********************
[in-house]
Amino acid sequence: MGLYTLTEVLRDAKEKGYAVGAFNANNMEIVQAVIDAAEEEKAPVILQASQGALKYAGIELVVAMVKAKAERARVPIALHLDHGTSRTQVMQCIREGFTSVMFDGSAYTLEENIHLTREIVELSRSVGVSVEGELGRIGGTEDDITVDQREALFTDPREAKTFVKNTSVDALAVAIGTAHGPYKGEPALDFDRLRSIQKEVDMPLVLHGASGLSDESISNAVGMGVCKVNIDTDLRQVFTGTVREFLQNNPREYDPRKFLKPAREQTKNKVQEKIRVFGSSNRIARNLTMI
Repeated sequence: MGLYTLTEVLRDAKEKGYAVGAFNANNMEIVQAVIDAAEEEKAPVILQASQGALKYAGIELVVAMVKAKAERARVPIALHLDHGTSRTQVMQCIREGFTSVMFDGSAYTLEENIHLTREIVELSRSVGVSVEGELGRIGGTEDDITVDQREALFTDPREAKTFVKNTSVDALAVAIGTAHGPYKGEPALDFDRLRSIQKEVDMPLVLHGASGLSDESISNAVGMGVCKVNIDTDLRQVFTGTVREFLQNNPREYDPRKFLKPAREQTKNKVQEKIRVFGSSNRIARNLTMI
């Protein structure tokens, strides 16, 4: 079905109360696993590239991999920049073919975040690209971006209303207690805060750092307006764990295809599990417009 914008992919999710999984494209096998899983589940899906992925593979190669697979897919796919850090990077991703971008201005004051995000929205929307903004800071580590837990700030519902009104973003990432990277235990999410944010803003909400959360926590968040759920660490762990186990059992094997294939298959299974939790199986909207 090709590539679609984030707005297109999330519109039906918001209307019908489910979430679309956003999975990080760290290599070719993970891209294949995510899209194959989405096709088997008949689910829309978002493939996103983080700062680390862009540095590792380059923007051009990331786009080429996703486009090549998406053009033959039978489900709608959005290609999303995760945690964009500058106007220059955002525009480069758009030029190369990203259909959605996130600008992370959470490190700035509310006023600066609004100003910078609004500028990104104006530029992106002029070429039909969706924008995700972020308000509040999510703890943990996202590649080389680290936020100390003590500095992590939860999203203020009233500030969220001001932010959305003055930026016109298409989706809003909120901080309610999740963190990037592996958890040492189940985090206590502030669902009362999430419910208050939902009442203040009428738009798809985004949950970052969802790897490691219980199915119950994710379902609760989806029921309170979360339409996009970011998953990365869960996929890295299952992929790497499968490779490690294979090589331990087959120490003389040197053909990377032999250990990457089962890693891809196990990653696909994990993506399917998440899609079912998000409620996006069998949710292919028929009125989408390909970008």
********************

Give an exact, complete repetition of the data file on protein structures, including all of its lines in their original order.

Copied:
[in-house]
Amino acid sequence: MGLYTLTEVLRDAKEKGYAVGAFNANNMEIVQAVIDAAEEEKAPVILQASQGALKYAGIELVVAMVKAKAERARVPIALHLDHGTSRTQVMQCIREGFTSVMFDGSAYTLEENIHLTREIVELSRSVGVSVEGELGRIGGTEDDITVDQREALFTDPREAKTFVKNTSVDALAVAIGTAHGPYKGEPALDFDRLRSIQKEVDMPLVLHGASGLSDESISNAVGMGVCKVNIDTDLRQVFTGTVREFLQNNPREYDPRKFLKPAREQTKNKVQEKIRVFGSSNRIARNLTMI
Repeated sequence: MGLYTLTEVLRDAKEKGYAVGAFNANNMEIVQAVIDAAEEEKAPVILQASQGALKYAGIELVVAMVKAKAERARVPIALHLDHGTSRTQVMQCIREGFTSVMFDGSAYTLEENIHLTREIVELSRSVGVSVEGELGRIGGTEDDITVDQREALFTDPREAKTFVKNTSVDALAVAIGTAHGPYKGEPALDFDRLRSIQKEVDMPLVLHGASGLSDESISNAVGMGVCKVNIDTDLRQVFTGTVREFLQNNPREYDPRKFLKPAREQTKNKVQEKIRVFGSSNRIARNLTMI
């Protein structure tokens, strides 16, 4: 079905109360696993590239991999920049073919975040690209971006209303207690805060750092307006764990295809599990417009 914008992919999710999984494209096998899983589940899906992925593979190669697979897919796919850090990077991703971008201005004051995000929205929307903004800071580590837990700030519902009104973003990432990277235990999410944010803003909400959360926590968040759920660490762990186990059992094997294939298959299974939790199986909207 090709590539679609984030707005297109999330519109039906918001209307019908489910979430679309956003999975990080760290290599070719993970891209294949995510899209194959989405096709088997008949689910829309978002493939996103983080700062680390862009540095590792380059923007051009990331786009080429996703486009090549998406053009033959039978489900709608959005290609999303995760945690964009500058106007220059955002525009480069758009030029190369990203259909959605996130600008992370959470490190700035509310006023600066609004100003910078609004500028990104104006530029992106002029070429039909969706924008995700972020308000509040999510703890943990996202590649080389680290936020100390003590500095992590939860999203203020009233500030969220001001932010959305003055930026016109298409989706809003909120901080309610999740963190990037592996958890040492189940985090206590502030669902009362999430419910208050939902009442203040009428738009798809985004949950970052969802790897490691219980199915119950994710379902609760989806029921309170979360339409996009970011998953990365869960996929890295299952992929790497499968490779490690294979090589331990087959120490003389040197053909990377032999250990990457089962890693891809196990990653696909994990993506399917998440899609079912998000409620996006069998949710292919028929009125989408390909970008």